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Northwest Voices

Seattle Times letters to the editor

November 24, 2008 at 4:45 PM

Balancing budgets

King County’s getting there

Keith Ervin’s story in the Nov. 22 Seattle Times about the King County budget process is a great example of how government should work. My hat goes off to King County Council budget chair Larry Phillips and the budget committee for taking King County Executive Ron Sims’ “slash and burn” budget and creating a compromise that recognizes government’s responsibility to protect the public interest in circumstances where we cannot protect ourselves.

This budget is still far from perfect but at least there is a glimmer of social responsibility with this relatively modest, responsible expenditure that provides the most basic support for those families and individuals who have nowhere else to turn.

— Dan Labriola, Seattle

Move it along, Olympia

Finally suggestions to close the $5 billion state budget gap [“Legislature, governor must find $5 billion in spending cuts without raising taxes,” editorial, Nov. 23]. I believe one of the biggest failings of any government — federal, state and local — is the lack of explaining exactly where and how tax dollars are spent. There never seems to be an annual accounting to the public of how their tax dollars are allocated.

But Sunday’s editorial succinctly outlined reasonable options to solve our budget crisis. Although these ideas will be challenged by various constituencies, I hope the Legislature moves forward with these suggestions.

— Jane Ramsay, Bellevue

School’s not just a day care

Your [Sunday editorial on the state budget] revealed the editorial board’s collective misunderstanding of modern public education with just two words: “nonteaching days.” This was how you justified cutting math and science learning-improvement days to your readers.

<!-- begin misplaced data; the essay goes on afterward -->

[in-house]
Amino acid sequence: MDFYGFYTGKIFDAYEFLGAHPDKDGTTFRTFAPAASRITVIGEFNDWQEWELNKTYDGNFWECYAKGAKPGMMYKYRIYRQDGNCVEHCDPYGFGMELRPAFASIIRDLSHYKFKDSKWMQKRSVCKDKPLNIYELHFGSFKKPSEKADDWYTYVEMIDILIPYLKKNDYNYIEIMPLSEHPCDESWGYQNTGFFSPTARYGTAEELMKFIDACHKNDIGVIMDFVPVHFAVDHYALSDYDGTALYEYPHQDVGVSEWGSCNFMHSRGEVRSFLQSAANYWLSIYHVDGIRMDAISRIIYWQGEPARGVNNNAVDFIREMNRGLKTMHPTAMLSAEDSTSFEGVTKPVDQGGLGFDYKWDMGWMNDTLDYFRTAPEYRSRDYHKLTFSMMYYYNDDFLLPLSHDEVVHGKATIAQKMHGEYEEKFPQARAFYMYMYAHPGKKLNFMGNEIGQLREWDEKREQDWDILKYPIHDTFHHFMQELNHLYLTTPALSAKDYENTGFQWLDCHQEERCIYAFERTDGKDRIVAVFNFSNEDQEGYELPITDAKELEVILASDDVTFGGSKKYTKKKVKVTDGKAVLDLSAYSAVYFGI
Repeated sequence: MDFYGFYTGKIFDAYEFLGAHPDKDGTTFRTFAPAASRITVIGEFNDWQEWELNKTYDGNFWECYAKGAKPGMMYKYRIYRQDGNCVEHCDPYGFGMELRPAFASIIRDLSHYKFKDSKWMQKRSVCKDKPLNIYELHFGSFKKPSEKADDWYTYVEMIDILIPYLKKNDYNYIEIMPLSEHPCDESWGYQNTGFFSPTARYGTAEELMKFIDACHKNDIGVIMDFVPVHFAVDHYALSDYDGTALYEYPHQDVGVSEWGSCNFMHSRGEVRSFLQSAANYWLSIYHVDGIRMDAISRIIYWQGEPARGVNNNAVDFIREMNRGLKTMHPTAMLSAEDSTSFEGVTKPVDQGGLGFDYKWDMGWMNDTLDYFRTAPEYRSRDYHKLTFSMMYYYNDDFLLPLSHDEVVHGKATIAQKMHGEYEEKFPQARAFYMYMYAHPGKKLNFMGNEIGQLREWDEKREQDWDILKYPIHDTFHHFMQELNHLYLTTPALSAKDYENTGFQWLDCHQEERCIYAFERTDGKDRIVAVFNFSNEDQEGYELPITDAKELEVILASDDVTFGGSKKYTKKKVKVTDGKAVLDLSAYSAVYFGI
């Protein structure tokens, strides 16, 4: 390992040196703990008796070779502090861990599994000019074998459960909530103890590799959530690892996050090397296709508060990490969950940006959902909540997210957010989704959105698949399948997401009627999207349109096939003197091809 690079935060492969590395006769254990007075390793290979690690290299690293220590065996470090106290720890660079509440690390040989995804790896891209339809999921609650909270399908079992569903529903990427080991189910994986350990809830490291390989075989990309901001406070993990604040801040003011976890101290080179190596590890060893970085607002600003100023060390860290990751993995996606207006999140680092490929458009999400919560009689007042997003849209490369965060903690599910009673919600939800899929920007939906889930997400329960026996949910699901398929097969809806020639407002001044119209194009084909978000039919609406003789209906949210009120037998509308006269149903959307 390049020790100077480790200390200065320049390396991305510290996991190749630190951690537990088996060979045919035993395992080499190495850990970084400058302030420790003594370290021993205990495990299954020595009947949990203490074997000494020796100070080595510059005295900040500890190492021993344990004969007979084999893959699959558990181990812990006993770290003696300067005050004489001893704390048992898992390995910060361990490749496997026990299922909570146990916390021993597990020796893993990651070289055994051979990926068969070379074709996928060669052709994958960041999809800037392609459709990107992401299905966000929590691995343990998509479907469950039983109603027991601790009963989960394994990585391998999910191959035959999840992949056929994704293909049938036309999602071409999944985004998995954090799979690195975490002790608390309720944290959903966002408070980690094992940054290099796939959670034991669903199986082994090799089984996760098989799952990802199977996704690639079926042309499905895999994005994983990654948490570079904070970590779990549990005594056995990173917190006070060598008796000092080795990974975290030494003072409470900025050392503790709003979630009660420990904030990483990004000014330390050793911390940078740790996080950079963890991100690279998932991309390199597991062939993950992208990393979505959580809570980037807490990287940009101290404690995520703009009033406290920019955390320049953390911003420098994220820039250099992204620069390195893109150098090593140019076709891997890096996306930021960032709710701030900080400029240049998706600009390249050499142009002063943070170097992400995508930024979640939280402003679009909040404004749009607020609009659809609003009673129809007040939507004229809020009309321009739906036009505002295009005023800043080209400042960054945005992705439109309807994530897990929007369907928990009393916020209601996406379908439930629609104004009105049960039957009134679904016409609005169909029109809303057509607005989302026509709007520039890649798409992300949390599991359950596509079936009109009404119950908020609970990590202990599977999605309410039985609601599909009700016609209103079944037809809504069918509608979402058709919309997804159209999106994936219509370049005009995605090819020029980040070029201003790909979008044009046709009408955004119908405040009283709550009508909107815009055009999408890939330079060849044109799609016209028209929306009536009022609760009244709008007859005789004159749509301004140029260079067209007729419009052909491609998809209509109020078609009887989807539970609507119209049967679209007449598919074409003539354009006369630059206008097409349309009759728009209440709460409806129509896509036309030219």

Your deliberate parenthetical inclusion of this comment implies that taxpayers get less value for their money when students aren’t in the classroom. If you expect day care only, this would be true.

I’m not a science teacher, and I don’t know how those days have been used, but your justification for the cuts was poor and uninformed. And unfortunately, you are perpetuating a popular misconception that serves as one of the bigger hurdles in American education.

Many other countries, at least the ones that are the object of our envy because of their public schools, give their teachers significantly more time to meet with parents and students (customer service), grade assignments (performance assessment), collaborate with colleagues (strategic planning) and plan, review and revise curriculum (research and development).

None of this can be done when there are 34 students to supervise in the classroom.

Trying to get students engaged in a lesson is important (sales), but your editorial board should stop feeding the myth that this alone will give us a good product.

— Stephen Nolet, Suquamish

Comments | More in Economy, Education, King County Council, Politics, Washington Legislature


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